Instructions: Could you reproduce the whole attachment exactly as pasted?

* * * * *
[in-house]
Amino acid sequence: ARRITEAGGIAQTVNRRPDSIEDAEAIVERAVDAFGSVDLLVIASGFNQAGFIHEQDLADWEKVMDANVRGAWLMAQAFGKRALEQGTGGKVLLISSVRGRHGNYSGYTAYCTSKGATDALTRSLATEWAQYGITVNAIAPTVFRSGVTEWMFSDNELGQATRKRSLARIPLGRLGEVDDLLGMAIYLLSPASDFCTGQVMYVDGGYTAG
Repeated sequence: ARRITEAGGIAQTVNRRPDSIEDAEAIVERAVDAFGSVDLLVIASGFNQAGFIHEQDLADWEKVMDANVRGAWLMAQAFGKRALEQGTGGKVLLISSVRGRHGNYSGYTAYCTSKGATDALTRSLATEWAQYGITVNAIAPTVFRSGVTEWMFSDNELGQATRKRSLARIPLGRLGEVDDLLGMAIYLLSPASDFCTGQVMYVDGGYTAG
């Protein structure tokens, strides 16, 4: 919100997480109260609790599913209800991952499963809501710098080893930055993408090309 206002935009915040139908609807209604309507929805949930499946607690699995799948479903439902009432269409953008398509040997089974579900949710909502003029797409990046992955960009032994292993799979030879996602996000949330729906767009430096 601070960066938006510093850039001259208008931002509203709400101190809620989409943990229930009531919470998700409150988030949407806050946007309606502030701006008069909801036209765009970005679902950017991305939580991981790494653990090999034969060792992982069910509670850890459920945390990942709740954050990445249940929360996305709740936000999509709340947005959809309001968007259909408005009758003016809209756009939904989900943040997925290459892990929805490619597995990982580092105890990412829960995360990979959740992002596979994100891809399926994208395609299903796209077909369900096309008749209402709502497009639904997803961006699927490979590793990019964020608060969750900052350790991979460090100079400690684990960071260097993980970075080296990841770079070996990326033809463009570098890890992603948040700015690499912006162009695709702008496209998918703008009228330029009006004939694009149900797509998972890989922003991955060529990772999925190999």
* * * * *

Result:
[in-house]
Amino acid sequence: ARRITEAGGIAQTVNRRPDSIEDAEAIVERAVDAFGSVDLLVIASGFNQAGFIHEQDLADWEKVMDANVRGAWLMAQAFGKRALEQGTGGKVLLISSVRGRHGNYSGYTAYCTSKGATDALTRSLATEWAQYGITVNAIAPTVFRSGVTEWMFSDNELGQATRKRSLARIPLGRLGEVDDLLGMAIYLLSPASDFCTGQVMYVDGGYTAG
Repeated sequence: ARRITEAGGIAQTVNRRPDSIEDAEAIVERAVDAFGSVDLLVIASGFNQAGFIHEQDLADWEKVMDANVRGAWLMAQAFGKRALEQGTGGKVLLISSVRGRHGNYSGYTAYCTSKGATDALTRSLATEWAQYGITVNAIAPTVFRSGVTEWMFSDNELGQATRKRSLARIPLGRLGEVDDLLGMAIYLLSPASDFCTGQVMYVDGGYTAG
């Protein structure tokens, strides 16, 4: 919100997480109260609790599913209800991952499963809501710098080893930055993408090309 206002935009915040139908609807209604309507929805949930499946607690699995799948479903439902009432269409953008398509040997089974579900949710909502003029797409990046992955960009032994292993799979030879996602996000949330729906767009430096 601070960066938006510093850039001259208008931002509203709400101190809620989409943990229930009531919470998700409150988030949407806050946007309606502030701006008069909801036209765009970005679902950017991305939580991981790494653990090999034969060792992982069910509670850890459920945390990942709740954050990445249940929360996305709740936000999509709340947005959809309001968007259909408005009758003016809209756009939904989900943040997925290459892990929805490619597995990982580092105890990412829960995360990979959740992002596979994100891809399926994208395609299903796209077909369900096309008749209402709502497009639904997803961006699927490979590793990019964020608060969750900052350790991979460090100079400690684990960071260097993980970075080296990841770079070996990326033809463009570098890890992603948040700015690499912006162009695709702008496209998918703008009228330029009006004939694009149900797509998972890989922003991955060529990772999925190999």